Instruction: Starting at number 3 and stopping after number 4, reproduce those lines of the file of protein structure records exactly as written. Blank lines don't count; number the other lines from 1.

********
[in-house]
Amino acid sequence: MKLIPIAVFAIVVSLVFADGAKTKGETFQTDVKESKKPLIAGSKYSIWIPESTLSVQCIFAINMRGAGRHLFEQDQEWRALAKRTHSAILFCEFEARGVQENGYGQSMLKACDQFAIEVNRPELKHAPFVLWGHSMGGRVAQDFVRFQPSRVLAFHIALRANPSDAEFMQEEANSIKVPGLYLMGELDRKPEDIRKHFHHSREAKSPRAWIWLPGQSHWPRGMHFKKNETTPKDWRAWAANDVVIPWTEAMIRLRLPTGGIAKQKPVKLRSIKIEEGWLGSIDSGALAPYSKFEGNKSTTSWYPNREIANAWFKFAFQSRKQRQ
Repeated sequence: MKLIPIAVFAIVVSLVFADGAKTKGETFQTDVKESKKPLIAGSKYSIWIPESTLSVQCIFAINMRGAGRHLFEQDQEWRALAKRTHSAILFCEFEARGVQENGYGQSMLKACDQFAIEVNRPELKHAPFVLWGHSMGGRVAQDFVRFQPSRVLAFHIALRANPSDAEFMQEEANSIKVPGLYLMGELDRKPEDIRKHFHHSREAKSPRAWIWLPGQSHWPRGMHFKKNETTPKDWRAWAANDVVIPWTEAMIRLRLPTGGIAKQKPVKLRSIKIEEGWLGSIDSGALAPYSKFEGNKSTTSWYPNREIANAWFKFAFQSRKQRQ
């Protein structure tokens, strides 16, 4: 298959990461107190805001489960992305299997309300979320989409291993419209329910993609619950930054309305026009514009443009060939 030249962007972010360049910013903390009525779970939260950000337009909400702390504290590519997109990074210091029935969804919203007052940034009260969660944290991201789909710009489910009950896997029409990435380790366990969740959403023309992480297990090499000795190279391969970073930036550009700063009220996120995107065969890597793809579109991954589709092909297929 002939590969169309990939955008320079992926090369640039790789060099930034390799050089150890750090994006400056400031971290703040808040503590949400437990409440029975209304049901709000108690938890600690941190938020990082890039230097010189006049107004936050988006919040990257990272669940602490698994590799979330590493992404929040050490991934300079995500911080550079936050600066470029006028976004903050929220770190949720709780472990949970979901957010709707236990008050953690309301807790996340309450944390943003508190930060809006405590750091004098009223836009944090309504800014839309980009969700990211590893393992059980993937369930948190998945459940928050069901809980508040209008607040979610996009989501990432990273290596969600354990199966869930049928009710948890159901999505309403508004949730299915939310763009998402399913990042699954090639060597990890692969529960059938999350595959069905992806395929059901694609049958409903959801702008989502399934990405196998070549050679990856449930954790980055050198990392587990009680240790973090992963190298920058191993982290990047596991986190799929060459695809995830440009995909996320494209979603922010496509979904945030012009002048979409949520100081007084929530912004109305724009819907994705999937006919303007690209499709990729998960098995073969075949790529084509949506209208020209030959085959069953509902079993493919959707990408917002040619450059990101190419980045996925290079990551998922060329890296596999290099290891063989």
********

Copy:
Repeated sequence: MKLIPIAVFAIVVSLVFADGAKTKGETFQTDVKESKKPLIAGSKYSIWIPESTLSVQCIFAINMRGAGRHLFEQDQEWRALAKRTHSAILFCEFEARGVQENGYGQSMLKACDQFAIEVNRPELKHAPFVLWGHSMGGRVAQDFVRFQPSRVLAFHIALRANPSDAEFMQEEANSIKVPGLYLMGELDRKPEDIRKHFHHSREAKSPRAWIWLPGQSHWPRGMHFKKNETTPKDWRAWAANDVVIPWTEAMIRLRLPTGGIAKQKPVKLRSIKIEEGWLGSIDSGALAPYSKFEGNKSTTSWYPNREIANAWFKFAFQSRKQRQ
């Protein structure tokens, strides 16, 4: 298959990461107190805001489960992305299997309300979320989409291993419209329910993609619950930054309305026009514009443009060939 030249962007972010360049910013903390009525779970939260950000337009909400702390504290590519997109990074210091029935969804919203007052940034009260969660944290991201789909710009489910009950896997029409990435380790366990969740959403023309992480297990090499000795190279391969970073930036550009700063009220996120995107065969890597793809579109991954589709092909297929 002939590969169309990939955008320079992926090369640039790789060099930034390799050089150890750090994006400056400031971290703040808040503590949400437990409440029975209304049901709000108690938890600690941190938020990082890039230097010189006049107004936050988006919040990257990272669940602490698994590799979330590493992404929040050490991934300079995500911080550079936050600066470029006028976004903050929220770190949720709780472990949970979901957010709707236990008050953690309301807790996340309450944390943003508190930060809006405590750091004098009223836009944090309504800014839309980009969700990211590893393992059980993937369930948190998945459940928050069901809980508040209008607040979610996009989501990432990273290596969600354990199966869930049928009710948890159901999505309403508004949730299915939310763009998402399913990042699954090639060597990890692969529960059938999350595959069905992806395929059901694609049958409903959801702008989502399934990405196998070549050679990856449930954790980055050198990392587990009680240790973090992963190298920058191993982290990047596991986190799929060459695809995830440009995909996320494209979603922010496509979904945030012009002048979409949520100081007084929530912004109305724009819907994705999937006919303007690209499709990729998960098995073969075949790529084509949506209208020209030959085959069953509902079993493919959707990408917002040619450059990101190419980045996925290079990551998922060329890296596999290099290891063989």